Before his marriage to Heather in 2005, Eric was in a raid where an enemy hand grenade blew up in front of him. He took some shrapnel.  It definitely freaked everyone in his family out.  Eric shared, “So, when I was going out again in 2009, those happenings she had heard of haunted her. Heather was a little nervous.  She was a brand new mom.  The realization that I go on these dangerous missions kind of sank in for her for the first time.  Heather had known about it, but she certainly had never dealt with it.”  Eric needed deployed.  His wife needed him safe for her and for their daughter.  It’s a whole scenario most of us don’t experience unless we have loved ones serving in our armed forces.  I think if we did, we would appreciate our freedom a whole lot more than we do.  

Eric was now heading out, being deployed.  He said, “When leaving, I was super excited.  I’m in the Baltimore airport.  She’s in Oklahoma.  Our sweet daughter, Mary, was about 3 weeks old.  A normal person should be sad they are leaving, but here I am excited. I’m acting like I’m going to the north pole to see Santa Claus.  Things were just off. I was just off.”  The whole scenario ran the gamut of emotions for everyone involved.  Nothing was in sync.  Nothing.

A “Come to Jesus Meeting” with Another Type of Interrogator

Eric was boarding the plane.  He said, “Heather calls me right when I’m walking on.  She says, ‘So, I’ve gotta ask you.  Are you saved?’ And I’m like, ‘Are you talking about church? Yeah. I think I’m good.’  She’s Baptist. So, you can imagine a Baptist-minded woman talking to someone who is like ‘Yeah. I think I’m good.’ So, she says, ‘Eric Maddox. I’m serious.  Are you saved?’ and I’m like, ‘I think. I found Saddam.  What is God looking for?’  Then, she’s like, ‘Oh my gosh.’  I said ‘Heather I went to church as a kid. My mom goes to church every Sunday. You pray. I think I’m good.’  Then she says, ‘No. Are you, yourself saved?’  Then I answered her, 

‘Heather there’s a lot of screwed up people out here and I’m not one of them. I’m probably good.’ Then, she’s like, ‘Don’t get killed.  I’m going to send you a bunch of tapes.’ 

I’m thinking ‘I’m probably all square.  What’s God looking for?  I go to war. I like America. Doesn’t that count?’” he finished.  

When you hear a conversation like that, you start to think we need to be having it with everyone in our churches.  It’s a pretty common misunderstanding that God is looking for us to DO enough to make it in.  Many of us just think like Eric that we’ve done enough.  We’re nice enough.  We’ve walked enough little old ladies across the street, so to speak.  However, Eric quickly found out that was just not enough.  There was actually no amount of good he could do, not even tracking down a powerful enemy like Saddam Hussein, that would give him a pass through those pearly gates.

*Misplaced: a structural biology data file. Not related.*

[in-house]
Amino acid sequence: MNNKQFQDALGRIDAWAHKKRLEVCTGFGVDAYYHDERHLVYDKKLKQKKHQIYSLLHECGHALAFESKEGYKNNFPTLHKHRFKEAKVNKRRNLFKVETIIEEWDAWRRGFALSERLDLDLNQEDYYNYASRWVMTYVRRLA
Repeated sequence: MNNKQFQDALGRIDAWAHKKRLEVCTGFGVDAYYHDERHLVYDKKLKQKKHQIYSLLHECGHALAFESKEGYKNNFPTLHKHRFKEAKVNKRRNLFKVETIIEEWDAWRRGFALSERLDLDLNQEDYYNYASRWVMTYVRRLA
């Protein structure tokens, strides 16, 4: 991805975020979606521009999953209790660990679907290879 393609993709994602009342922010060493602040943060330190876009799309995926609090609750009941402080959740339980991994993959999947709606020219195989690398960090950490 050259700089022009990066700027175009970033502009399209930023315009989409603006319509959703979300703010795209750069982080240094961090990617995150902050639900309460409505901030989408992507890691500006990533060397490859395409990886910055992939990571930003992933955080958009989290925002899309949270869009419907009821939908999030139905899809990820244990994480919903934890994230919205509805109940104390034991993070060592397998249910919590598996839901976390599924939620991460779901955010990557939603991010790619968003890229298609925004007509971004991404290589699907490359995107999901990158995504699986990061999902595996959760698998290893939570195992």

Heather started sending Eric tapes from a Baptist preacher named Adrian Rogers.  Eric shared, “So, I’m over in Afghanistan and I’m listening to these tapes.  It wasn’t like they were just changing my life, but I thought they were pretty good.  Then, he goes into Ephesians, into verse eight, and starts talking about grace through faith and not good works and I’m telling you it was a revelation.  I was like ‘What? Oh my.’  It completely penetrated my heart.  It was so needed.” Eric said. Ephesians 2:8-9 NLT says “God saved you by His grace when you believed.  And you can’t take credit for this; it is a gift from God. Salvation is not a reward for the good things we have done, so none of us can boast about it.”

Eric was blown away by the concept of grace.  He said “I felt I was losing my mind.  I was in this cycle. All I wanted was to prove I was the greatest interrogator in the world.  I had become slightly arrogant.  I wanted to travel the world and tell people, ‘Give me the hardest prisoner. I need to know who stunk it up first and I’m gonna shove it in their face and break the prisoner with my interrogation techniques.’  It wasn’t THAT bad, but I’m a bad dude and when you get to be called interrogator, it’s kind of a cool title.”  

Eric continued, “You get to be with this task force; you can break anybody, and you do it in a way that’s smarter.  Well, it’s very consuming.  I couldn’t get away from it.”  

The more Eric contemplated grace, the more relief he found.  Eric shared “So, when I realized this verse, it was like this huge weight came off my shoulders.  I don’t have to do anything.  As a matter of fact, I can’t do anything.  And, God knows I’m jacked.”  (call out) He went on, “I knew I was screwed up.  I thought somehow these interrogations and this service to my country were going to make it ok and that I could get to heaven,” said Eric.  

“I had never heard this verse before. I told Heather, ‘Does anybody else read this thing?  This Bible?  This is incredible. This Jesus Christ, he’s just something else.’ 

So, from that moment on, Eric said, “I had a completely different look on life. I was different with Christ.  It’s way better. It’s not arrogant.  Then, I just kept thinking, it was great God chose me and pretty much handed this opportunity to get Saddam to me, but I didn’t do it.  He picked me.  I feel great He chose me, but I just didn’t do it.  It’s impossible.  It’s impossible that all of these things could have happened without God intervening.  There’s just no way.  God wanted me there.”